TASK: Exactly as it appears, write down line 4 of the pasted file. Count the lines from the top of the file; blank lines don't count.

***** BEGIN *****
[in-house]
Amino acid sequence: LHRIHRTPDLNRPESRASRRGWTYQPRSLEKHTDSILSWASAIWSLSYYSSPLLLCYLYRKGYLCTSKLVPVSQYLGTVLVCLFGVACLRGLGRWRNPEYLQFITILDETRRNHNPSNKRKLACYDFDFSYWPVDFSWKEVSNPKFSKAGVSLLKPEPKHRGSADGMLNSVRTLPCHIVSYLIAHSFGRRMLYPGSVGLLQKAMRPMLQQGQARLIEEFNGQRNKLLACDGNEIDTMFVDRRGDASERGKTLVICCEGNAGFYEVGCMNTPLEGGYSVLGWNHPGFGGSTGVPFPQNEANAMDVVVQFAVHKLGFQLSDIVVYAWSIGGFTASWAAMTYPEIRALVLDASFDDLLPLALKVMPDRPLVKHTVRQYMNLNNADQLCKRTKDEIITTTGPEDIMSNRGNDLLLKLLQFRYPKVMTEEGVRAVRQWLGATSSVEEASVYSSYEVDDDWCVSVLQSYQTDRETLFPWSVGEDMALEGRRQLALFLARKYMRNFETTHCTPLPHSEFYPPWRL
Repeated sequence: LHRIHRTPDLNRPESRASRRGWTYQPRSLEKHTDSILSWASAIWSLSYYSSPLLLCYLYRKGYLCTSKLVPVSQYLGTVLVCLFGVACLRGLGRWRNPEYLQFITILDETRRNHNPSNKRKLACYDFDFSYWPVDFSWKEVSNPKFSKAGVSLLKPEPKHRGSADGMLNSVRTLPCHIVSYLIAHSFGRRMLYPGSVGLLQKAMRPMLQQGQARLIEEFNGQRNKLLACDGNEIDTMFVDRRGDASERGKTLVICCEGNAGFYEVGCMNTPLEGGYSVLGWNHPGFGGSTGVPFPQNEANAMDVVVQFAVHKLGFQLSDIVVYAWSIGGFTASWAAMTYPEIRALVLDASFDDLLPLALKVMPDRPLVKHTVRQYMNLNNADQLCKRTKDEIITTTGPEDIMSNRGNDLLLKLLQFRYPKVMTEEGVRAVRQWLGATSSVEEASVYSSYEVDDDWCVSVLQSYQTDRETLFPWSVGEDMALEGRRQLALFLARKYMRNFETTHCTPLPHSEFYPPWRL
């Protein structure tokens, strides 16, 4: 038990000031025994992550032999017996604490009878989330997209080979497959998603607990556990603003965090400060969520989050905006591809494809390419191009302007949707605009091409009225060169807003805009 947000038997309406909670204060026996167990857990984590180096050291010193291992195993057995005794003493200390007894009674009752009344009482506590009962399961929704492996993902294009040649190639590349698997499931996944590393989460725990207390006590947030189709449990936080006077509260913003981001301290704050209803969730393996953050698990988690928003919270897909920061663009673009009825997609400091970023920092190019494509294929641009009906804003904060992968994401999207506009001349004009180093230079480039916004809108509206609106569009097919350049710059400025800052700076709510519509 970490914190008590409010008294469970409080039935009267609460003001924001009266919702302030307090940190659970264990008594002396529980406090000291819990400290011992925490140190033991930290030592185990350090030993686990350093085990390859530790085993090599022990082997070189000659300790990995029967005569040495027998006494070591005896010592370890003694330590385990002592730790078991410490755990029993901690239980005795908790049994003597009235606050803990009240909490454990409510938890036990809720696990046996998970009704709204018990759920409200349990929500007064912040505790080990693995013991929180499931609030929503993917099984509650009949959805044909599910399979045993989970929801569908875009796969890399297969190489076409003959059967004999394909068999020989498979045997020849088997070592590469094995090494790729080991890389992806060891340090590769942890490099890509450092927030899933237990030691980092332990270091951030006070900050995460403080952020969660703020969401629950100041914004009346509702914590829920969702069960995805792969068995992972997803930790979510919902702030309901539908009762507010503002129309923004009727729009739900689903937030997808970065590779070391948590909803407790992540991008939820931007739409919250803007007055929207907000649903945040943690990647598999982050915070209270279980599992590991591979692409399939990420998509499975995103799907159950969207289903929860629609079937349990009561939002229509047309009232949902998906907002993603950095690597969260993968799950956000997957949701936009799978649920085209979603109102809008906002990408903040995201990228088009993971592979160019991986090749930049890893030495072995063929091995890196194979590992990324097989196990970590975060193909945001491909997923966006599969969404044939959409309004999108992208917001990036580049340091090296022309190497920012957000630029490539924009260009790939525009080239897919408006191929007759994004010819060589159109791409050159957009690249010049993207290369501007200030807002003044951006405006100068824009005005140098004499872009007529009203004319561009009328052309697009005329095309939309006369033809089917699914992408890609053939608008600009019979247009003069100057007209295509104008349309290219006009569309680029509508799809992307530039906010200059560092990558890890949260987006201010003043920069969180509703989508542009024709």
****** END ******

């Protein structure tokens, strides 16, 4: 038990000031025994992550032999017996604490009878989330997209080979497959998603607990556990603003965090400060969520989050905006591809494809390419191009302007949707605009091409009225060169807003805009 947000038997309406909670204060026996167990857990984590180096050291010193291992195993057995005794003493200390007894009674009752009344009482506590009962399961929704492996993902294009040649190639590349698997499931996944590393989460725990207390006590947030189709449990936080006077509260913003981001301290704050209803969730393996953050698990988690928003919270897909920061663009673009009825997609400091970023920092190019494509294929641009009906804003904060992968994401999207506009001349004009180093230079480039916004809108509206609106569009097919350049710059400025800052700076709510519509 970490914190008590409010008294469970409080039935009267609460003001924001009266919702302030307090940190659970264990008594002396529980406090000291819990400290011992925490140190033991930290030592185990350090030993686990350093085990390859530790085993090599022990082997070189000659300790990995029967005569040495027998006494070591005896010592370890003694330590385990002592730790078991410490755990029993901690239980005795908790049994003597009235606050803990009240909490454990409510938890036990809720696990046996998970009704709204018990759920409200349990929500007064912040505790080990693995013991929180499931609030929503993917099984509650009949959805044909599910399979045993989970929801569908875009796969890399297969190489076409003959059967004999394909068999020989498979045997020849088997070592590469094995090494790729080991890389992806060891340090590769942890490099890509450092927030899933237990030691980092332990270091951030006070900050995460403080952020969660703020969401629950100041914004009346509702914590829920969702069960995805792969068995992972997803930790979510919902702030309901539908009762507010503002129309923004009727729009739900689903937030997808970065590779070391948590909803407790992540991008939820931007739409919250803007007055929207907000649903945040943690990647598999982050915070209270279980599992590991591979692409399939990420998509499975995103799907159950969207289903929860629609079937349990009561939002229509047309009232949902998906907002993603950095690597969260993968799950956000997957949701936009799978649920085209979603109102809008906002990408903040995201990228088009993971592979160019991986090749930049890893030495072995063929091995890196194979590992990324097989196990970590975060193909945001491909997923966006599969969404044939959409309004999108992208917001990036580049340091090296022309190497920012957000630029490539924009260009790939525009080239897919408006191929007759994004010819060589159109791409050159957009690249010049993207290369501007200030807002003044951006405006100068824009005005140098004499872009007529009203004319561009009328052309697009005329095309939309006369033809089917699914992408890609053939608008600009019979247009003069100057007209295509104008349309290219006009569309680029509508799809992307530039906010200059560092990558890890949260987006201010003043920069969180509703989508542009024709």